The nemesis of the Vascular Surgeon and Sonographer is turbulence. The precise mathematical description of it is the elusive goal of scientists of every stripe and from every era– from the carefully-purposed-strokes of ink on the ancient Japanese silk-canvas seascape art to fractal algorithms– and beyond.
Though lifetimes have come and gone throughout the long discussion, we thought it proper to share a poetic example—the very best one—for us to renew our passion for, expand our thinking of, and pause to appreciate the gift of Flow.
The Straight of Saltstraumen in Norway is a small narrowing of land with one of the strongest tidal currents in the world. For the last 3,000 years, up to 110 billion gallons of seawater forces its way through a 500-foot wide, two-mile-long orifice, every six hours.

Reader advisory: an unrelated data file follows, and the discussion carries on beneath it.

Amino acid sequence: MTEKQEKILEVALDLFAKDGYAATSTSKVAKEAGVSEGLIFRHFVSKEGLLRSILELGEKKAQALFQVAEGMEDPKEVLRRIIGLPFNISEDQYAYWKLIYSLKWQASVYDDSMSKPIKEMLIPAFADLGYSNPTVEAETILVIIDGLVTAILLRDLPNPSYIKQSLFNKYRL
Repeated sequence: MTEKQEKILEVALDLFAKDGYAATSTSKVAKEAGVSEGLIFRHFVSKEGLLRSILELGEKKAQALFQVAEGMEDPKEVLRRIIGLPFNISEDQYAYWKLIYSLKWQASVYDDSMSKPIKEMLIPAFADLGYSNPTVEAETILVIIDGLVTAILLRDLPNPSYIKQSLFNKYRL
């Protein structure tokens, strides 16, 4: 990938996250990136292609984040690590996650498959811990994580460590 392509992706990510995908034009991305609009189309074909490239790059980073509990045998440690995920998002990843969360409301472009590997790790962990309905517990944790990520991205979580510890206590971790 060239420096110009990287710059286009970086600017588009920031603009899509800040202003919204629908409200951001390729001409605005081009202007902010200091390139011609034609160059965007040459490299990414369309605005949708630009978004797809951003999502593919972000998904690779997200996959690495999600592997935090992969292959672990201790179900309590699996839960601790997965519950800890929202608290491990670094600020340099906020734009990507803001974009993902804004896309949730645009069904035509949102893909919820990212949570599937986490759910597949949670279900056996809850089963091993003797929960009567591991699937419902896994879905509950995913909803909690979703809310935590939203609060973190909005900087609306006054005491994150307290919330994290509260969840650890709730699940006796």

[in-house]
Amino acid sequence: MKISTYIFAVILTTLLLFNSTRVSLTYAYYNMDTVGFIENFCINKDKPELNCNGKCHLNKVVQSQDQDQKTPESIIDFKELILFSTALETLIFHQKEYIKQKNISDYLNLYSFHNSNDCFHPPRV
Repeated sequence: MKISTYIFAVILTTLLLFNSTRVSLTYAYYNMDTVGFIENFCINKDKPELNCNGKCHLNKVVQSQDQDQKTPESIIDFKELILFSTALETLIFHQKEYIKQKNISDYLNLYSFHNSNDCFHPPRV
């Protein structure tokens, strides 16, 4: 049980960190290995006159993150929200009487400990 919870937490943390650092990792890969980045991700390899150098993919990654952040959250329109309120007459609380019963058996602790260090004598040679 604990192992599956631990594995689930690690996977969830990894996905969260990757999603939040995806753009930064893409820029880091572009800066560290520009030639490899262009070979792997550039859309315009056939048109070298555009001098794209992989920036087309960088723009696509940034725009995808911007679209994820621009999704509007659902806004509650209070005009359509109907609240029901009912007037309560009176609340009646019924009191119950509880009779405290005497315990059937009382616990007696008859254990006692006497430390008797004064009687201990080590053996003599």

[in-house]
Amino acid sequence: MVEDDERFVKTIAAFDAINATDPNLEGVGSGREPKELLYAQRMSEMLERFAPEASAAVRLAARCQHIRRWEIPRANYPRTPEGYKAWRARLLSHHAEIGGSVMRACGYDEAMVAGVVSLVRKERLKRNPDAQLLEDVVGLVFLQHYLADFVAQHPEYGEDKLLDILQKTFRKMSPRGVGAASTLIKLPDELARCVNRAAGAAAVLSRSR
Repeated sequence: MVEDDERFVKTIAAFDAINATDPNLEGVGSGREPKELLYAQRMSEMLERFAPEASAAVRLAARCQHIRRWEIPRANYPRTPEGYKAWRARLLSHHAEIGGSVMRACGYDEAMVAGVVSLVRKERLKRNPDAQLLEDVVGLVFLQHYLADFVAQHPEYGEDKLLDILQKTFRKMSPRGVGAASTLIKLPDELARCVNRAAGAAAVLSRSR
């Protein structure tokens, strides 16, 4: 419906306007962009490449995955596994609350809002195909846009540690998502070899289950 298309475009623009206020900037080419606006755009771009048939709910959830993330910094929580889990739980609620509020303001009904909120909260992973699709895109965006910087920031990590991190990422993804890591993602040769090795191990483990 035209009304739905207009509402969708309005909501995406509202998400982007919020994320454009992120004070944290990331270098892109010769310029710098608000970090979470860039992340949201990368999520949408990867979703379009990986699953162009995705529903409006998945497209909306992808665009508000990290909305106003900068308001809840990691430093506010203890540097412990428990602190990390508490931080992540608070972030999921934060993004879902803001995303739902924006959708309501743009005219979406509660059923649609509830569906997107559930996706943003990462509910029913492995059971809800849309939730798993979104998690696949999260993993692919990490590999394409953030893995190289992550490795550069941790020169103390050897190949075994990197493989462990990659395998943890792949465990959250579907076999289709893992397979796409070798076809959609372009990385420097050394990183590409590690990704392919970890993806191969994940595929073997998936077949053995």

Short of committing to a live visit, pause, enjoy and take visual measure of the concepts of peak velocity, variable volume flow, stenotic segment length, fluid viscosity, and post-stenotic chamber dimension… all in 4-D. And if you’re an educator using this to illustrate your points, be certain to include the concepts of 60-degree incidence, pulsed vs continuous Doppler, and small-vs-large gate sampling… and their potential inapplicability.
Your thoughts here will perfectly complement the underlying beauty of this natural Norwegian phenomenon, just as does your clinical service to others in the Field.
Enjoy where your mind (and the water) takes you….